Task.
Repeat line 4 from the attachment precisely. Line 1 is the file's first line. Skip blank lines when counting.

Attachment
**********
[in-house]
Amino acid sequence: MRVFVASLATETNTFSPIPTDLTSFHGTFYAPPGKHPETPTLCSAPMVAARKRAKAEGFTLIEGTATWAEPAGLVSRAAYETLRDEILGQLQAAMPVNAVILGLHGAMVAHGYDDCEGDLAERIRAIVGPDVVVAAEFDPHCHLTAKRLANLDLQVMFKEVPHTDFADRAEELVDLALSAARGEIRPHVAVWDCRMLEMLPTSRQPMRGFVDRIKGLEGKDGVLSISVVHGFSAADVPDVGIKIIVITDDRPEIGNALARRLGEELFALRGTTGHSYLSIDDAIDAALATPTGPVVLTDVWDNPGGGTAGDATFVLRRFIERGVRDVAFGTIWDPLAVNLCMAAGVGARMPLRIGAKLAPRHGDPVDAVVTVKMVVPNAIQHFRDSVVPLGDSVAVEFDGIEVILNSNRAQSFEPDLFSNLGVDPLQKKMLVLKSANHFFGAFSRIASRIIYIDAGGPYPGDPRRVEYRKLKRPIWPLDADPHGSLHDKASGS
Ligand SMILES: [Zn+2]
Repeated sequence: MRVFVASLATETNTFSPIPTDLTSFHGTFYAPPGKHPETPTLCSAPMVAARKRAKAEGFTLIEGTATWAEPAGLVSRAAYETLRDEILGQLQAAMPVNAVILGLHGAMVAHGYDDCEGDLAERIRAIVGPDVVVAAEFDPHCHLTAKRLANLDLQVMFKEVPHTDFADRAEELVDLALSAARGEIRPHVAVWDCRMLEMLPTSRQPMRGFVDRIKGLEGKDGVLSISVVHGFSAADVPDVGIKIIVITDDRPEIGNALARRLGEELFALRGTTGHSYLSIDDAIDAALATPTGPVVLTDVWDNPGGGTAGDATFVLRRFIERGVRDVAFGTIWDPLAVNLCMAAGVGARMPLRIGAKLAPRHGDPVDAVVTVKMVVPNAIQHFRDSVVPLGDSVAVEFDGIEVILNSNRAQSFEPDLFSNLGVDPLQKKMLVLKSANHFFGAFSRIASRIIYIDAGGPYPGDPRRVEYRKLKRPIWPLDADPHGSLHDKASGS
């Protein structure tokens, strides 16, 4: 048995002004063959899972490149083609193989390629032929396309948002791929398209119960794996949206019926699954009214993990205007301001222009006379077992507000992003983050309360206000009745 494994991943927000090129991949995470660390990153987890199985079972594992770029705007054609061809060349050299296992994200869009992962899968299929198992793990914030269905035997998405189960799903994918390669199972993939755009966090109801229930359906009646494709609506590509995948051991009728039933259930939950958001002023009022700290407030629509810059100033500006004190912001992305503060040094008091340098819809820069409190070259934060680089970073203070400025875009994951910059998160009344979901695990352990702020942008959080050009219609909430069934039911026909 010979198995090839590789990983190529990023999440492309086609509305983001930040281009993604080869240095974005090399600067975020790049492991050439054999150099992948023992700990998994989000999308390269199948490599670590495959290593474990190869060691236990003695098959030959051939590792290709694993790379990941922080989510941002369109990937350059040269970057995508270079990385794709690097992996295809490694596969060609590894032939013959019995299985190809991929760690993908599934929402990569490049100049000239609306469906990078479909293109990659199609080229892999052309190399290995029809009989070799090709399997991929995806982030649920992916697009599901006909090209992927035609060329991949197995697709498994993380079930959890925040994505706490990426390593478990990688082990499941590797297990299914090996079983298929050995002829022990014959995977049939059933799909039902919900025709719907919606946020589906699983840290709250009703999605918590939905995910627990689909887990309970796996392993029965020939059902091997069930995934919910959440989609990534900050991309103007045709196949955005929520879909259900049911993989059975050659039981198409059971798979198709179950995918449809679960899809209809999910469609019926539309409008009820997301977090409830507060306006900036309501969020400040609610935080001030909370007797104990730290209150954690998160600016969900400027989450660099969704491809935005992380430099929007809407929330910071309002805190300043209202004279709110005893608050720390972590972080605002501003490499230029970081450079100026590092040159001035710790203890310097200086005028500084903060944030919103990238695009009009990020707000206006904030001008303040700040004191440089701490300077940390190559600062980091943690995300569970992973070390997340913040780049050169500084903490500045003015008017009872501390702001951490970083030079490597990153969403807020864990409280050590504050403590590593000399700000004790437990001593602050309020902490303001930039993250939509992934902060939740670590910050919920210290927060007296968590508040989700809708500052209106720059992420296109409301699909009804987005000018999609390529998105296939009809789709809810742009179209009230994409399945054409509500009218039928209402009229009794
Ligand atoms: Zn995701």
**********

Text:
Repeated sequence: MRVFVASLATETNTFSPIPTDLTSFHGTFYAPPGKHPETPTLCSAPMVAARKRAKAEGFTLIEGTATWAEPAGLVSRAAYETLRDEILGQLQAAMPVNAVILGLHGAMVAHGYDDCEGDLAERIRAIVGPDVVVAAEFDPHCHLTAKRLANLDLQVMFKEVPHTDFADRAEELVDLALSAARGEIRPHVAVWDCRMLEMLPTSRQPMRGFVDRIKGLEGKDGVLSISVVHGFSAADVPDVGIKIIVITDDRPEIGNALARRLGEELFALRGTTGHSYLSIDDAIDAALATPTGPVVLTDVWDNPGGGTAGDATFVLRRFIERGVRDVAFGTIWDPLAVNLCMAAGVGARMPLRIGAKLAPRHGDPVDAVVTVKMVVPNAIQHFRDSVVPLGDSVAVEFDGIEVILNSNRAQSFEPDLFSNLGVDPLQKKMLVLKSANHFFGAFSRIASRIIYIDAGGPYPGDPRRVEYRKLKRPIWPLDADPHGSLHDKASGS